Background: Patients (≥60 years) with acute myeloid leukemia (AML) often receive intense health care utilization at the end of life (EOL). However, factors associated with their health care use at the EOL are unknown. Methods: We conducted a secondary analysis of 168 deceased patients with AML within the United States. We assessed quality of life (QOL) (Functional-Assessment-Cancer-Therapy-Leukemia), and psychological distress (Hospital-Anxiety-And-Depression Scale [HADS]; Patient-Health-Questionnaire-9 [PHQ-9]) at diagnosis. We used multivariable logistic regression models to examine the association between patient-reported factors and the following outcomes: (1) hospitalizations in the last 7 days of life, (2) receipt of chemotherapy in the last 30 days of life, and (3) hospice utilization. Results: About 66.7% (110/165) were hospitalized in the last 7 days of life, 51.8% (71/137) received chemotherapy in the last 30 days of life, and 40.7% (70/168) utilized hospice. In multivariable models, higher education (odds ratio [OR] = 1.54, p = 0.006) and elevated baseline depression symptoms (PHQ-9: OR = 1.09, p = 0.028) were associated with higher odds of hospitalization in the last seven days of life, while higher baseline QOL (OR = 0.98, p = 0.009) was associated with lower odds of hospitalization at the EOL. Higher baseline depression symptoms were associated with receipt of chemotherapy at the EOL (HADS-Depression: OR = 1.10, p = 0.042). Higher education was associated with lower hospice utilization (OR = 0.356, p = 0.024). Conclusions: Patients with AML who are more educated, with higher baseline depression symptoms and lower QOL, were more likely to experience high health care utilization at the EOL. These populations may benefit from interventions to optimize the quality of their EOL care.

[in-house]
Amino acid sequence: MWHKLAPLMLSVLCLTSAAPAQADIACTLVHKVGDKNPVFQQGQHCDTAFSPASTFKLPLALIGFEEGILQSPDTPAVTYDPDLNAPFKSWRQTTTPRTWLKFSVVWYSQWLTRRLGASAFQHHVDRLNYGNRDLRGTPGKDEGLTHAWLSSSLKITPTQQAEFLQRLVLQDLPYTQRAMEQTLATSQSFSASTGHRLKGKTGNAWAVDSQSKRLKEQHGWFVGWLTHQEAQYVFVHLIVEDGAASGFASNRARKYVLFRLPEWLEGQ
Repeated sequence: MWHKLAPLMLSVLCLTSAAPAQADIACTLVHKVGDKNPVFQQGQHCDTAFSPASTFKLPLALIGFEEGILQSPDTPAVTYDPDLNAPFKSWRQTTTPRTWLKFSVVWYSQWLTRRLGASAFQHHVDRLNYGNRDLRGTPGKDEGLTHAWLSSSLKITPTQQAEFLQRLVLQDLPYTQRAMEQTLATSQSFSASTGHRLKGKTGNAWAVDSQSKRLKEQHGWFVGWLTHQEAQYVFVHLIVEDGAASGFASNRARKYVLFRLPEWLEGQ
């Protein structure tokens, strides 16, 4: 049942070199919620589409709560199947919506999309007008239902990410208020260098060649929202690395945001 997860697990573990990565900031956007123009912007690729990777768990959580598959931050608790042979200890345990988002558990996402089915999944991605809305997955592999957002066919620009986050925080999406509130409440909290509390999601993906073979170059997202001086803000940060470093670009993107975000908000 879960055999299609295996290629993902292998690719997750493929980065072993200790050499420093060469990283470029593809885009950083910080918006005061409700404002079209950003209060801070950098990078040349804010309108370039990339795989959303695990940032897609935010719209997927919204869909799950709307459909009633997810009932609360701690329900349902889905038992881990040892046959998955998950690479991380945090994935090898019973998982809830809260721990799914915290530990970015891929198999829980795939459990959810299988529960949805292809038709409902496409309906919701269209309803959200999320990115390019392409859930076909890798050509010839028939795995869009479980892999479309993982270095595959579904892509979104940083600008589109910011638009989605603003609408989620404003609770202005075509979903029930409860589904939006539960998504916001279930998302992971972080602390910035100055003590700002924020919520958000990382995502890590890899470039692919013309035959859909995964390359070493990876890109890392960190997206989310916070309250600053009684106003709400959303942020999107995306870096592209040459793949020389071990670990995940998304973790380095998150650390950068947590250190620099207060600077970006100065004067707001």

- acute myeloid leukemia
- health care utilization
- palliative care
ASJC Scopus subject areas
- Anesthesiology and Pain Medicine